Review: Theater Vertigo Presents – Mother Courage and Her Children 1

*Editor’s Note* – I’m pleased to introduce our newest writer Megan Sweigert to our site. You can learn more about her on our About page. Welcome Megan!

Written by Megan Sweigert

The room is still. Silent. No fidgeting, no coughing, no sniffling . All focus. All watching. No one dares break the silence. Everything that was once important goes out the window. If you’ve got an itch, it’s forgotten. You hold your hands still. If your leg cramps, it can wait. You dare not re-cross your legs. If you have to breathe, you do it slowly, quietly; even the ballooning of your lungs seems loud and disruptive. The beating of your heart slows, it listens with you, watches with you. Every muscle, bone, sinew is still and dedicated to one thing. This kind of stillness is a magical thing, and it is only possible in two situations. The first is a high-stakes game of hide-and-seek (and I don’t know about you, but after about age ten my hide-and-seek playing sort of petered out). The second is in a theater, and since my hide-and-seek days, I have only experienced it a handful of times. At least three of those times were Thrusday night at Theater Vertigo’s production of Mother Courage and Her Children.

Now let me start by saying that Mother Courage and Her Children is no small play. It spans twelve years, with 26 characters. Bertolt Brecht and Tony Kushner (who is responsible for this beautiful translation) left director John Steinkamp with a play that runs approximately three hours. When you see this play, be sure to be well fed, and hydrated (but not so hydrated that you have to leave the theater before intermission). I understand that most of us aren’t used to making this large of a commitment when going to see theater, but have courage. Steinkamp, with the steady hand of simplicity, has created a tight, precise show that earns every magical moment of stillness.

The staging is impeccable. Steinkamp transports us all over Europe with Ryan Nicolai’s cleverly designed set: a large wagon and a wooden gate. This is a case where less is more. Steinkamp keeps it  simple. The stage is small and mostly empty. Set dressings are carried on and off by actors when needed. In the back corner is a single door, and off to one side, sit the three musicians – Joseph Appel (composer and performer), and AnnaPaul and the Bearded Lady, a local vintage jazz group. Like everything in this play, the music has a restricted palate, precise in mood and tone. It is repetitive and cyclical, making you feel like you’re stuck on a twisted merry-go-round carrying you ever closer to Mother Courage’s tragic destiny. It beautifully highlights the dreadful cycle of war that carries through this play. The costumes, designed by Jim Crino, are not flashy, mostly neutral deep tones and heavy materials that weigh down on the actors as war and poverty weigh down on the characters. The lights, designed by JD Sandifer, are subtle and affective, accentuating the haggard feel to the stage and characters.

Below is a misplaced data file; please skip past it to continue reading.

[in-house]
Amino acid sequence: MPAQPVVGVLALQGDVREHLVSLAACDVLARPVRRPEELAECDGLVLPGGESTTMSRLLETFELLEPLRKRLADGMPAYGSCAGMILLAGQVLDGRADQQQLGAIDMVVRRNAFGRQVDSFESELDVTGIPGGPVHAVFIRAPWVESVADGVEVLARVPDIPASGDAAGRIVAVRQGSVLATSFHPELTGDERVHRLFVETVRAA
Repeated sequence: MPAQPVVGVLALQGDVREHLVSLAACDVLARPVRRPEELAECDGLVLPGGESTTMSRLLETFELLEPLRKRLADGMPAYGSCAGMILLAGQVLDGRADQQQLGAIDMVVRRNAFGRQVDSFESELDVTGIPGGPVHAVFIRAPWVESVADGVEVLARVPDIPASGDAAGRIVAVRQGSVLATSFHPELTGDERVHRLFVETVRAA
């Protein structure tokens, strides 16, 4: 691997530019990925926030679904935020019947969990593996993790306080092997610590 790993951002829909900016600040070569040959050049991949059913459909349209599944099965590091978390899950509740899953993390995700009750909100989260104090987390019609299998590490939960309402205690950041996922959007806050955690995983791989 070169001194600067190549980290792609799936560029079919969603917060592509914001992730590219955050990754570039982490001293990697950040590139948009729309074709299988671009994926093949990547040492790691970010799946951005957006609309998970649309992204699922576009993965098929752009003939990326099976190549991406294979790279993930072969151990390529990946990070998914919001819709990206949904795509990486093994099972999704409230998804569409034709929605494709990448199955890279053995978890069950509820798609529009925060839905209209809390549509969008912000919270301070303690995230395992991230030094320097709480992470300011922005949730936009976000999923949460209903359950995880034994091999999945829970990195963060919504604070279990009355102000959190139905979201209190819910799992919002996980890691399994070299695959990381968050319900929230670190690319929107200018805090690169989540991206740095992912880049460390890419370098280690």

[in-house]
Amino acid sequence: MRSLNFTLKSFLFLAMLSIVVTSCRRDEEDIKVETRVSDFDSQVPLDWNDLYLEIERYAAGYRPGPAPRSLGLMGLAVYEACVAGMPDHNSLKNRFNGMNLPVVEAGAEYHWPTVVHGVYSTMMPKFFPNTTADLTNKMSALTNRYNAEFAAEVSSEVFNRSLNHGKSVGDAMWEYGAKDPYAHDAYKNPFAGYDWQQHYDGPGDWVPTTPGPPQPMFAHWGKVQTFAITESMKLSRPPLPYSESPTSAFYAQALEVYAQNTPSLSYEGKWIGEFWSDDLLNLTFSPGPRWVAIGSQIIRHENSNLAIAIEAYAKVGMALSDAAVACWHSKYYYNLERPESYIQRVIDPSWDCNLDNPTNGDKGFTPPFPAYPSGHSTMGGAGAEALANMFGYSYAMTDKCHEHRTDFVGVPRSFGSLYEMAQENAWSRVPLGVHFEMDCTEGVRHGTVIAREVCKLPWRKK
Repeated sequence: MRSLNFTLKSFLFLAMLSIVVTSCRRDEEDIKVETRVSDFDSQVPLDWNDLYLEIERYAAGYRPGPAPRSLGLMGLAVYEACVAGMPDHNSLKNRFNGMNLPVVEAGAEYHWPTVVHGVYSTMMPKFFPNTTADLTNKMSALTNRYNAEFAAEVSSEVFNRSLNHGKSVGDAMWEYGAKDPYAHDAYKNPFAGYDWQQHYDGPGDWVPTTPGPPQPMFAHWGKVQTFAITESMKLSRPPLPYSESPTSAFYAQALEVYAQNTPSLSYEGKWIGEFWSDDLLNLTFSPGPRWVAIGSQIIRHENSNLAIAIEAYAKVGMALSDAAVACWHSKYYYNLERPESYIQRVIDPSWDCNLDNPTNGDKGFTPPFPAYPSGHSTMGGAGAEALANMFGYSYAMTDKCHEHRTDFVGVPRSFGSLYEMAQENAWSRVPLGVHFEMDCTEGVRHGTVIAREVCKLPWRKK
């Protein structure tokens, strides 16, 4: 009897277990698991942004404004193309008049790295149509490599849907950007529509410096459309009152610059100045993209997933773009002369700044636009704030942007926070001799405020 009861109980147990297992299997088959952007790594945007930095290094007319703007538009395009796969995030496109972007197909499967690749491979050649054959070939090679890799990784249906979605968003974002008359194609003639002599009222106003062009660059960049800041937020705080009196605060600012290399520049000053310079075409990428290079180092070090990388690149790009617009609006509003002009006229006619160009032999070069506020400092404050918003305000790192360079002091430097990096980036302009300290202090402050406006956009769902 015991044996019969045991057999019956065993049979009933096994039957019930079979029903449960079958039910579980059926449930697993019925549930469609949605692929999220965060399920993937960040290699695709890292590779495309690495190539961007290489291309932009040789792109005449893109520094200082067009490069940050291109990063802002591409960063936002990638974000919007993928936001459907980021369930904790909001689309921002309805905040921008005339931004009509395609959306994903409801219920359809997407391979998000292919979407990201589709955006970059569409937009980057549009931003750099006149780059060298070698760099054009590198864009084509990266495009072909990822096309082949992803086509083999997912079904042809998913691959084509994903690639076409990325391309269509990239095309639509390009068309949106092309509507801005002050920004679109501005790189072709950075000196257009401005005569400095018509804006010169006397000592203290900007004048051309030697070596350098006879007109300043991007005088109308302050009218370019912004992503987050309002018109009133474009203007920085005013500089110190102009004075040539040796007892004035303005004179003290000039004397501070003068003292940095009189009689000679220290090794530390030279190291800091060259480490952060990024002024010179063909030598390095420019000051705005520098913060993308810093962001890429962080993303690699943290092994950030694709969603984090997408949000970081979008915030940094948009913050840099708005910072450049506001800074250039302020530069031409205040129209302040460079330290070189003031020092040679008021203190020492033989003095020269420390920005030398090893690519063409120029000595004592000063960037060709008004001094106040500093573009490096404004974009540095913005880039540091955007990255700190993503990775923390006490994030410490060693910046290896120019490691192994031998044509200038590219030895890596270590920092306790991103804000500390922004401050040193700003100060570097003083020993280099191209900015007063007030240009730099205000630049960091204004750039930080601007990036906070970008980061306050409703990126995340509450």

Steinkamp keeps so religiously to his simple aesthetic through most of his show, that when he breaks these conventions, it is incredibly powerful. When suddenly, the music takes on a totally different style and tone, you know you have to listen in a different way. When a woman enters wearing bright red shoes, you know they’re important. When an actress suddenly breaks the horizontal playing space you’ve become accustomed to and clambers up above the door in the back corner, you have to watch her.

The sound design (Richard E Morre) leaves us with something of an enigma. The recorded sound effects being projected from beneath the seats disconcerted me. I’m unsure why I’m expected to believe in the fire on stage when I’m hearing the crackling of the kindling behind my legs, or what is served by looping the sound of men yelling in an attempt to create the din of battle in the distance. In these instances I’d rather my imagination do the work; I had no problem believing the pantomime food and liquid. However, despite the feeble recorded sound cues, there are many sonically beautifully moments in this play. These, more often than not, revolve around the mute character, Kattrin (Brooke Fletcher)– played with much ferocity, strength and heart. One of the most difficult feats for an actor is the task of portraying the needs, thoughts, feelings and life of a character without words. Kattrin’s entire character is based on her actions, and Ms. Fletcher brings a vibrant life to the stage with each and every action – which brings me back to the points of sonic wonder. They all occur at moments when Kattrin takes the stage and the scene. Through the dim nervous blubberings of her mother (portrayed by Paige , who bravely carries the weight of this heavy play on her shoulders) cuts the aggressive sound of pumice scraping knife, as Kattrin communicates all her dissatisfaction through a singular action. Over the din of frustrated soldiers and farmers comes the pounding of Kattrin on a drum and her frenzied laugh – a powerful, disturbing sound after her long silence. Then a gunshot. Then silence. A silence that permeates your every pore.

These striking moments are at the heart of what this show has to offer. The brave cast trudges through the mire of war to offer brief moments of clarity. Go see Mother Courage and Her Children on the Arena Stage at Theatre Theater.